We played street football; two-hand touch. The players varied in age and stage of development. That meant the older guys dominated and the younger ones learned fast. But spritely little fireflies would run past bigger defenders and still avoid the fenders of cars parked along the curb. They called me “Bambi” because I made these fingertip catches like Alworth. Anything thrown here or there I would snare with ease. And since I could breeze past my older brother’s friends to the second telephone pole, it would usually end in six points.
But, I would learn the hard way (and I pay for it until this day!) Touch football games from pole to pole steal your soul when an errant pass thrown out of control comes your way. Not another kid alive would be so dumb as to take a dive to catch one thrown into the gravel. Sliding face first up the curb, abrasions and all, it was amazing I even hung onto the ball. “If you bruise, you lose!” my brother said. “Don’t feel bad, you could’ve been dead!” For some silly reason, it didn’t make me feel better as my bloodied nose made my shirt get redder and my two front teeth lay strewn on the street, (how can I function wiffouf my fwont teef?) But with my face battered and my tongue sticking through, I looked so raccoon with my face black and blue!
It is only fun
until somebody gets hurt
with a blood stained shirt.
© Walter J. Wojtanik – 2016
In the center of our yard a flower bed grew,
a garden of beauty brought fully into view,
and in the center of the plot a pole was planted,
straight and true and never slanted
until the iron rusted after dad had died.
As a boy, I tried to shinny skyward to the top
of the flagpole that marked our place. A space
where Old Glory’s banner proudly flew, a wave
of red and white and blue unfurled and true
to mark a sailor’s port and an immigrant’s station;
a symbol of a valiant nation honored in its way.
Today the pole is gone. Fallen by rusts’s voracious
appetite. The naturalized citizen who saluted in reverence
to the land of his preference has been laid to rest.
The proud chest of the sailor rises and falls no more
his ship moored in its silent shore, his dutiful chore
is done. The memory of these people and places
is etched, their faces tattooed on hearts and minds that
held them dear. All that remains here is this banner aloft
crisp and clean, flown to keep their memories alive!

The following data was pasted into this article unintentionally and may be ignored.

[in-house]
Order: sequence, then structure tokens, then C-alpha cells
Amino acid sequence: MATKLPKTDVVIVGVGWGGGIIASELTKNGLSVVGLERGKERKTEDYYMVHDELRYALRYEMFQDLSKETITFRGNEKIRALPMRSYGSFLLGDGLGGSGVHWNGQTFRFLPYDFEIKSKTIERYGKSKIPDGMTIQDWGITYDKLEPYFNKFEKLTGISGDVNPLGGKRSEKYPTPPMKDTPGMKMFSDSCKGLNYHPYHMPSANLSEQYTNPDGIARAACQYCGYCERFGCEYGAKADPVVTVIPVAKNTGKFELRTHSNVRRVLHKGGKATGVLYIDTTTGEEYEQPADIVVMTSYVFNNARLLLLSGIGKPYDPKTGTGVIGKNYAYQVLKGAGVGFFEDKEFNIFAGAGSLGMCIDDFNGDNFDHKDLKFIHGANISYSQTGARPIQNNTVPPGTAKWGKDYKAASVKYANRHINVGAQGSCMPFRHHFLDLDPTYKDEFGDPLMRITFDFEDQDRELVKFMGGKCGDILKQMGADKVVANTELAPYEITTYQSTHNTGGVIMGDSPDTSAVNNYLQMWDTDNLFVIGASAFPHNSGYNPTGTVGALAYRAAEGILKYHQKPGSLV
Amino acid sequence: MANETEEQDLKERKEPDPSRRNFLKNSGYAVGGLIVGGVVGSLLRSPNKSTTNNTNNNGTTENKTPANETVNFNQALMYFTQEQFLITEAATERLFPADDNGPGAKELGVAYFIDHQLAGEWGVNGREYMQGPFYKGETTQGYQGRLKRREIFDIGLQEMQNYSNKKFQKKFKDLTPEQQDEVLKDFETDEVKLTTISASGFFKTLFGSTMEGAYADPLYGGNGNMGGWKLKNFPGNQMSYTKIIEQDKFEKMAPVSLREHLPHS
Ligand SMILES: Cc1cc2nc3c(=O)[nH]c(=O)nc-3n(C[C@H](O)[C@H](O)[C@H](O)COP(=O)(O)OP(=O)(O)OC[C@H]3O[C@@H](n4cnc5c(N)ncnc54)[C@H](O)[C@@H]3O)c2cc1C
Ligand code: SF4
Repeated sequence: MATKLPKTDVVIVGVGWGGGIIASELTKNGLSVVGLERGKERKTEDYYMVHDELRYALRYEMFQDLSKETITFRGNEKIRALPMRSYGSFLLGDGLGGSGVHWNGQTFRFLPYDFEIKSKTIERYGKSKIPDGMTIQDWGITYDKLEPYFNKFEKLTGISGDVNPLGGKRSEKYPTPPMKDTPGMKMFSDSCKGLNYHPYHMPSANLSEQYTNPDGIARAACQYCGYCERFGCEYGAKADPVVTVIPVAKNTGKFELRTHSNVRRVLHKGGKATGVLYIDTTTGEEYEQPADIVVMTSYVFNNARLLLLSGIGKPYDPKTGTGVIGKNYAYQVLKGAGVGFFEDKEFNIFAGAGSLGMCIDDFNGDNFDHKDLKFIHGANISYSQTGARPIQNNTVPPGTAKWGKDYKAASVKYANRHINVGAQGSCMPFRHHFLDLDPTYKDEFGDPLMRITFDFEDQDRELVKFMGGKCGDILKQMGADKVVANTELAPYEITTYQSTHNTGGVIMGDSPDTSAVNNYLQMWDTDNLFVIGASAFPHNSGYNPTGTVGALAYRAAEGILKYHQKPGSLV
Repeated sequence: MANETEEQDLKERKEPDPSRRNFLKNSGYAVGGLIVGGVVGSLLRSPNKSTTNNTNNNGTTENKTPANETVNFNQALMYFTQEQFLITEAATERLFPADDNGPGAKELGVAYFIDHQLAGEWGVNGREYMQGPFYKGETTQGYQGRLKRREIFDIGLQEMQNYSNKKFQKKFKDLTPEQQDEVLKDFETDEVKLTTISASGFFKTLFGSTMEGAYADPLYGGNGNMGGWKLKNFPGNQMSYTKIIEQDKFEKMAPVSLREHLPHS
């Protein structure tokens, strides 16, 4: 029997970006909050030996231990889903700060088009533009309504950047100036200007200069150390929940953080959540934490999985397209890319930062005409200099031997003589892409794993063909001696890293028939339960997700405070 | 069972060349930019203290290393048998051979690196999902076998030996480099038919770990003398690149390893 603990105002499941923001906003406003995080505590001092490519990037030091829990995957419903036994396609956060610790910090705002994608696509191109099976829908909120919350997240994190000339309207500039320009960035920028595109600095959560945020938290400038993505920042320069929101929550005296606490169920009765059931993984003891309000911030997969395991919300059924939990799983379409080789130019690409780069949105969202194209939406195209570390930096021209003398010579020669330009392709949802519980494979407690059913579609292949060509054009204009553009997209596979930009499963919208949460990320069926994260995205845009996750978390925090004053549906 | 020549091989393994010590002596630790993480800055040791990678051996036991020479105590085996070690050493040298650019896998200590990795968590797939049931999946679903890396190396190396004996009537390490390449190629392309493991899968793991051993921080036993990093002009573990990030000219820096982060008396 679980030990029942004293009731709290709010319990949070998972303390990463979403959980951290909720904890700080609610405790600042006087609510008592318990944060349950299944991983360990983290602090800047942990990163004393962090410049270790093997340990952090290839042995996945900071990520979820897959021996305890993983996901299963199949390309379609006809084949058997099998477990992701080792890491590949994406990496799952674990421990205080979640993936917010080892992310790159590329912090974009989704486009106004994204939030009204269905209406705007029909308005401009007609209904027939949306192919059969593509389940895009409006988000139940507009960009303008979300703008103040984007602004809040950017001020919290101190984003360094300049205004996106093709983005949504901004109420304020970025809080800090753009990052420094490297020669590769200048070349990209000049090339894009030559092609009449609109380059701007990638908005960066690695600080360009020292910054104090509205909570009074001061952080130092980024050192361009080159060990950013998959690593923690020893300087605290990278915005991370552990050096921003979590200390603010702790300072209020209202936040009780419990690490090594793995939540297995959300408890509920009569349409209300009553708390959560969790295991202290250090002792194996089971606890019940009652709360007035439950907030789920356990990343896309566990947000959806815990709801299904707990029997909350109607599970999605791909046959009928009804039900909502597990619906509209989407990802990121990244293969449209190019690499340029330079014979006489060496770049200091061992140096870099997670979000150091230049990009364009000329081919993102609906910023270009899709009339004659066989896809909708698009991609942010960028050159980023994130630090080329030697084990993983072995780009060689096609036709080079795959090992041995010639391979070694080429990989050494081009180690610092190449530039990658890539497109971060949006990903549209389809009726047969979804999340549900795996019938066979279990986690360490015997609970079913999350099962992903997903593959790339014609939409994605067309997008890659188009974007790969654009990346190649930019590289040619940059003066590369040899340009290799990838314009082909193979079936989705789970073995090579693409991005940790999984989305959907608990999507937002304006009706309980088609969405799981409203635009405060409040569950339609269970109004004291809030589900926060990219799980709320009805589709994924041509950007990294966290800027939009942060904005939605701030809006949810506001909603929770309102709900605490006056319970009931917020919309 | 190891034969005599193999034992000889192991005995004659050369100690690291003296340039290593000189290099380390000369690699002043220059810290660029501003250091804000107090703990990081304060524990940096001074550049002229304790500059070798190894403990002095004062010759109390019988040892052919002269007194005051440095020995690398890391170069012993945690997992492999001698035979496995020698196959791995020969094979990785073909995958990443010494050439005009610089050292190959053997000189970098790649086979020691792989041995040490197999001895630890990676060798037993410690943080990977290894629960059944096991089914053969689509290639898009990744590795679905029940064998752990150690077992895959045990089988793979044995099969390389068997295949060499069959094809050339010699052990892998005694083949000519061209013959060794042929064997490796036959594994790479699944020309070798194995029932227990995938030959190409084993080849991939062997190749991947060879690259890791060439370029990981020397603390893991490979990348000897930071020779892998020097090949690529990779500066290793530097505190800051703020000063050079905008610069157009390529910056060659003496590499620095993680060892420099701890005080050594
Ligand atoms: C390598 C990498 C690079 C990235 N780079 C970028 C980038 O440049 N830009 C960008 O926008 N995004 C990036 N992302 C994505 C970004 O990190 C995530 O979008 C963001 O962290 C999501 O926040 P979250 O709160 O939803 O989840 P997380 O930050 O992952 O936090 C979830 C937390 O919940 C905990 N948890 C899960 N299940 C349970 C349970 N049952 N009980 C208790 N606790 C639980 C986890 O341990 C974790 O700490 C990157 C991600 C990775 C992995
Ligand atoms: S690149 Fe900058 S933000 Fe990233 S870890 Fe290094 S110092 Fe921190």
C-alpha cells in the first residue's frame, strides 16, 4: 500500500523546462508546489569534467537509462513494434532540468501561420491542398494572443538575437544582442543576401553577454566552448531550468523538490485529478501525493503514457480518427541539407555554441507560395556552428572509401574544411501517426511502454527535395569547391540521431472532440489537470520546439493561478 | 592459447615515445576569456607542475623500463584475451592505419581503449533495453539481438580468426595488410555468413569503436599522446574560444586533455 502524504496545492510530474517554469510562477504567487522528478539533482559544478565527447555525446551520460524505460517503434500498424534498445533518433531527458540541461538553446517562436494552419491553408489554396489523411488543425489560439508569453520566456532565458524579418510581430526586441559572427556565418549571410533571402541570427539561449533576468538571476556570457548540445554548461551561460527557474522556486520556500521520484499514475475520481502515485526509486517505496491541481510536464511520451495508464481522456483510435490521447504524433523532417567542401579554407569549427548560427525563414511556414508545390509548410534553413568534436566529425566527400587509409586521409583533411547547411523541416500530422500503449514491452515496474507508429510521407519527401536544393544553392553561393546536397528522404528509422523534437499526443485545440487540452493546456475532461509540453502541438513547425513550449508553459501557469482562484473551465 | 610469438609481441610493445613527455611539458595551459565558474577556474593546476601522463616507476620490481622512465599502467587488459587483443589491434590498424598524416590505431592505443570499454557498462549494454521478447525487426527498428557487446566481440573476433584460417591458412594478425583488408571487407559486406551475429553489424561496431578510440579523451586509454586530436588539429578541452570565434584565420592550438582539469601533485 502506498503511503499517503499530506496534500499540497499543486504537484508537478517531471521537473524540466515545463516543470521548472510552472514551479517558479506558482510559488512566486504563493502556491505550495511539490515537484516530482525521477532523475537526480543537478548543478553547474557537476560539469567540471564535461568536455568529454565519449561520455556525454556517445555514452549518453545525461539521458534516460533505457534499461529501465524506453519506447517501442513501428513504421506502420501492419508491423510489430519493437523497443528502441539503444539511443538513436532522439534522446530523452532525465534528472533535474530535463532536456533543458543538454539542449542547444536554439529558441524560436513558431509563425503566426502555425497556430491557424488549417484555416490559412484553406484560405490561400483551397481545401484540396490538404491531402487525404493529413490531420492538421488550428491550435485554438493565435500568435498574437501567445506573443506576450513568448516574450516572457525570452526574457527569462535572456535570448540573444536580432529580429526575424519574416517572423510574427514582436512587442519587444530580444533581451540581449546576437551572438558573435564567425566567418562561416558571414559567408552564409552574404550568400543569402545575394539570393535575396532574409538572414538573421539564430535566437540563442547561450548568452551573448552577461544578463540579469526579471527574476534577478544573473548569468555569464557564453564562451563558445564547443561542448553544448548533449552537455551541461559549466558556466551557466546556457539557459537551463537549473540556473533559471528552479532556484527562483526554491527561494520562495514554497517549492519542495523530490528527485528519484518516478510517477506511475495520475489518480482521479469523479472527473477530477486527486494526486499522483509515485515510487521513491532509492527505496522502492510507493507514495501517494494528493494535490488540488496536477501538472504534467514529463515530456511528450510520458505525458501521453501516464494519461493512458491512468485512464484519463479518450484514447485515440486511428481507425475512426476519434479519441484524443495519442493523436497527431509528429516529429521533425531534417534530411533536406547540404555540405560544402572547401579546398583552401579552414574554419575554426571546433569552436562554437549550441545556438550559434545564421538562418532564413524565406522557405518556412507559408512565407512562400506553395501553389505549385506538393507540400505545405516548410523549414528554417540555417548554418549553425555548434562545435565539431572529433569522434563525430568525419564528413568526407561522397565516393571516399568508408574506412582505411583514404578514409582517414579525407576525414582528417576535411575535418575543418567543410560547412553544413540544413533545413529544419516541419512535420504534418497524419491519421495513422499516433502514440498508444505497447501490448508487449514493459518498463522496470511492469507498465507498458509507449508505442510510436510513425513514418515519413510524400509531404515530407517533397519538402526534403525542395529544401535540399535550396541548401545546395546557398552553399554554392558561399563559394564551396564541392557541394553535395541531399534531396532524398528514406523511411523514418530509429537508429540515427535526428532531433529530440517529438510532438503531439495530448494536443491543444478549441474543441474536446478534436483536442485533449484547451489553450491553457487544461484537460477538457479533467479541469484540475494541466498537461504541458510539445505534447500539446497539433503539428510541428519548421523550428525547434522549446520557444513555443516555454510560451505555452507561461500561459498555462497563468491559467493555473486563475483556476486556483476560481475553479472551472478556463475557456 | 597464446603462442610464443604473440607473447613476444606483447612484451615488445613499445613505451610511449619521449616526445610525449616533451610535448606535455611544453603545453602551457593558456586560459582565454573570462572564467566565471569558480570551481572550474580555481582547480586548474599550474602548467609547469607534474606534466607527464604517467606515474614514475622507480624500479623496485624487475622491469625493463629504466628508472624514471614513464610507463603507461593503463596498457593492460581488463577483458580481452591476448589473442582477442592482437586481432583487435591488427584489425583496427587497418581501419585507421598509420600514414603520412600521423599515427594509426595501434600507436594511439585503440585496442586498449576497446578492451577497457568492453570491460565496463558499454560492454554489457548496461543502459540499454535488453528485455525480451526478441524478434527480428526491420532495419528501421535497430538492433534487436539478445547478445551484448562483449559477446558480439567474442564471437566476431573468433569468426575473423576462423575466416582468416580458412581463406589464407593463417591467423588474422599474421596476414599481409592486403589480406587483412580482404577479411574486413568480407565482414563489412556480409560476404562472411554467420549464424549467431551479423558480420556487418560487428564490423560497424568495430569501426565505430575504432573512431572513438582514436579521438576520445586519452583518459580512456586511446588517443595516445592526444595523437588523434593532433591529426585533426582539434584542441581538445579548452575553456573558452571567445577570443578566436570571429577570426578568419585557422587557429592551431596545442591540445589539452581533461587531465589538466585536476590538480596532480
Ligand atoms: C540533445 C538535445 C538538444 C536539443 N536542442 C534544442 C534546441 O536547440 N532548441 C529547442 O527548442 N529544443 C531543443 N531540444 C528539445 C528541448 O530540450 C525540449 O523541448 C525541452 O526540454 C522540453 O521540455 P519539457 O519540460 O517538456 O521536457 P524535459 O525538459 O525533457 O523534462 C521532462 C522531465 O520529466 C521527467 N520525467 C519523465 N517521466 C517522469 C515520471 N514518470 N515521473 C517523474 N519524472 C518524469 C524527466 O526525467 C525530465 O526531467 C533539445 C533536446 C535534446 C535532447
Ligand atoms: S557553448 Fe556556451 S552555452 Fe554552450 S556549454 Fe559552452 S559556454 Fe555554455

(C) Walter J. Wojtanik, 2015
A Memorial Day and childhood memory written to Poetic Asides Prompt #306 – Childhood
my grandfather’s cigar,
aromatic and sweet.
held between his teeth,
an added appendage,
a trademark of sort.
by all reports, the cause
of the blaze in his back room.
no doom befalling, quickly
calling the fire department,
a quick dousing as delousing.
smoky haze through heater vents
was tell-tale. Without fail,
he quit smoking in the house.
~Walter J. Wojtanik
Poetic Asides by Robert Lee Brewer – prompt 306: Childhood
I sit along the shore, mesmerized
by waves in their cyclical samba
rolling and trolling on the lake
of hopeful dreams. Screams of children
playing in the surf, scattering –
chattering in an endless drone
screeches and squeals, peels
of raucous running and splashing,
flashing sunshine from their gleeful
eyes. Skies, blue and reflective
subjected to the whimsy of wide-eyed
wonder under the spell of tides.
There comes a lull, children
amassed like seagulls, charging &
retreating. Bleating like sea birds,
indistinguishable in their spirit.
You can hear it in the children’s joy.
(C) Copyright Walter J Wojtanik – 2014
“If you bruise, you lose!” my brother said.
“Don’t feel bad, you could’ve been dead!”
For some silly reason, it didn’t make me feel better
as my bloodied nose made my shirt get redder
and my two front teeth strewn on the street,
(how can I function without my front teef?)
Touch football games from pole to pole
and an errant pass throw out of control
Not another kid alive would be so dumb
To take a dive to catch one thrown into the gravel.
Sliding face first up the curb, abrasions and all,
It’s amazing I even hung onto the ball.
But with my face battered and my tongue sticking through,
I looked so raccoon with my face black and blue!
© Copyright Walter J. Wojtanik – 2013